o What do builders think of the Chancellor’s latest scare bomb to win next month’s referendum on EU membership – a potential 18% drop in house prices after a Brexit vote? In short, not much.
My lunch mate, the boss of a listed home builder, had only one word for predictions of an 18% drop in house prices in a “severe shock” for the economy – “laughable”. âIt makes me angry,â he added. âWhy is the housing market different from June 24 to 23? The UK has a housing shortage, and it’s not going to go away overnight.
The central London market may be quiet, but elsewhere in the real world potential buyers don’t care about the referendum. There was no relaxation of the activity, adds my companion – besides an outside -.
Building society Nationwide, meanwhile, tells us that competition in the mortgage market is so intense that its profits will be reduced this year.
It’s hardly like Armageddon there. But this week’s Treasury “analysis” raises the prospect of rising household interest rates amid heightened uncertainty and a weaker economic outlook in the event of a clearing vote.
He gloomily hints that his scenario ignores the “sharp tightening of fiscal and monetary policy” that may be needed to restore credibility, even though Bank of England Governor Mark Carney has told MPs this week that “you wouldn’t expect the Bank to stand up.” on the way to the necessary adjustment of the exchange rate â. On the contrary, an even greater relaxation of the monetary corset seems likely; favorable to the economy at large and, indeed, to housing prices.
Treasury warns of further borrowing of Â£ 39bn in the wake of Brexit and the resulting blow to the economy, undermining the Chancellor’s goal of achieving a surplus by 2019-20 .
Frankly, judging by this week’s low borrowing numbers – despite record stamp duty revenue – George Osborne is more than capable of missing that target on his own with or without a leave vote, and earlier he admit it, the better.
And the idea of ââa future chancellor visiting a series of terrifying spending cuts and tax hikes on a post-Brexit UK is fanciful, not least because the likely Tory leader – Boris Johnson or Michael Gove, say – would simply not allow it.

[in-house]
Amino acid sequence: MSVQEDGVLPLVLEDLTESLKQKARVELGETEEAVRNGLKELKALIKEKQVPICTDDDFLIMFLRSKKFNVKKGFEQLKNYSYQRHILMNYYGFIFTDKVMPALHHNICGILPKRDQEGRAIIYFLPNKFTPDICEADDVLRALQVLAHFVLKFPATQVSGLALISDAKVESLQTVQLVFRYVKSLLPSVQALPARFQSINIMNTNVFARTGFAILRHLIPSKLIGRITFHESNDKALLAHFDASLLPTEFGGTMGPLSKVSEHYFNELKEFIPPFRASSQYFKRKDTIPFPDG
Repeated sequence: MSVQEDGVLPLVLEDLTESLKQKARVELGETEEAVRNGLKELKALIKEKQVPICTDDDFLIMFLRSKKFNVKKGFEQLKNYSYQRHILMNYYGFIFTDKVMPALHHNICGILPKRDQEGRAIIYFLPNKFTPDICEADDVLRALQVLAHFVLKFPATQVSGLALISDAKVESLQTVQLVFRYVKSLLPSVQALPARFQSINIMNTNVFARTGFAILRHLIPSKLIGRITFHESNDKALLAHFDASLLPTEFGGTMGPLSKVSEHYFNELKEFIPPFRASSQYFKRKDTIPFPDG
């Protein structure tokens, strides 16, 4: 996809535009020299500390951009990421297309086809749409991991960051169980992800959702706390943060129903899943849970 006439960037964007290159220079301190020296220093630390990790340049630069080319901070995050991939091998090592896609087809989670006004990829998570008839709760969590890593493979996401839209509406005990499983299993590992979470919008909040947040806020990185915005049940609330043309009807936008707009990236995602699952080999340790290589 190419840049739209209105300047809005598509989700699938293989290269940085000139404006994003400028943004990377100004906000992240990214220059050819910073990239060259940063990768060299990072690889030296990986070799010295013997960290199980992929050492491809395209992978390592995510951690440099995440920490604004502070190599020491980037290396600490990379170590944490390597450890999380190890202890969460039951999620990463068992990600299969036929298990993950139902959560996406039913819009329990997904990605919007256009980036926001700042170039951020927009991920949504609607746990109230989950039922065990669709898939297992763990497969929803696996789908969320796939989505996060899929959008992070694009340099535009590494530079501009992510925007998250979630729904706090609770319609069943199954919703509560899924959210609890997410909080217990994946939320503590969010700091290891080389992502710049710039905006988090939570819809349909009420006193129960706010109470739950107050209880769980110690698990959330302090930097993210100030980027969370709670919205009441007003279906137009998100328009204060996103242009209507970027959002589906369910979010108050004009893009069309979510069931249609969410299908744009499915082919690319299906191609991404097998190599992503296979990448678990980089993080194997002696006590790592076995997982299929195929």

Playing the âhouse priceâ card is just the latest cynical exercise in a desperate Remain campaign to âbreak throughâ the British people four weeks from the big day. It’s practically a carbon copy of last year’s election campaign with its rigid message discipline, but how many voters will be put off by the hysteria creeping into the pro-EU camp?
I would love to hear a more positive argument for staying rather than trying to scare people away with spurious predictions and scenarios.
Let’s be clear: I don’t like democratic loopholes and EU follies, like spending â¬ 180m (Â£ 137m) a year moving from Brussels to Strasbourg every month. But I love having access to a trading bloc of 500 million people – who are stronger together – and now is not the time to go it alone or try to make other deals.
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The latest monthly trade monitor from the Dutch Bureau of Economic Policy Analysis, reported by Dutch bank ING, underscores this point. World trade fell 1.7% in the first three months of the year, erasing half of the recovery seen in the second half of last year. In March, world trade fell by 0.5% while imports fell in the euro zone, Japan and especially the United States.
Looking back 200 years to economist David Ricardo, one of the few things the profession can agree on is that commerce makes us richer; and being part of the world’s largest trading bloc rather than outside – given the current climate – seems reasonable.
Naive I know, but why aren’t politicians treating voters like adults for the last four weeks of this campaign rather than scare us with the bogeyman?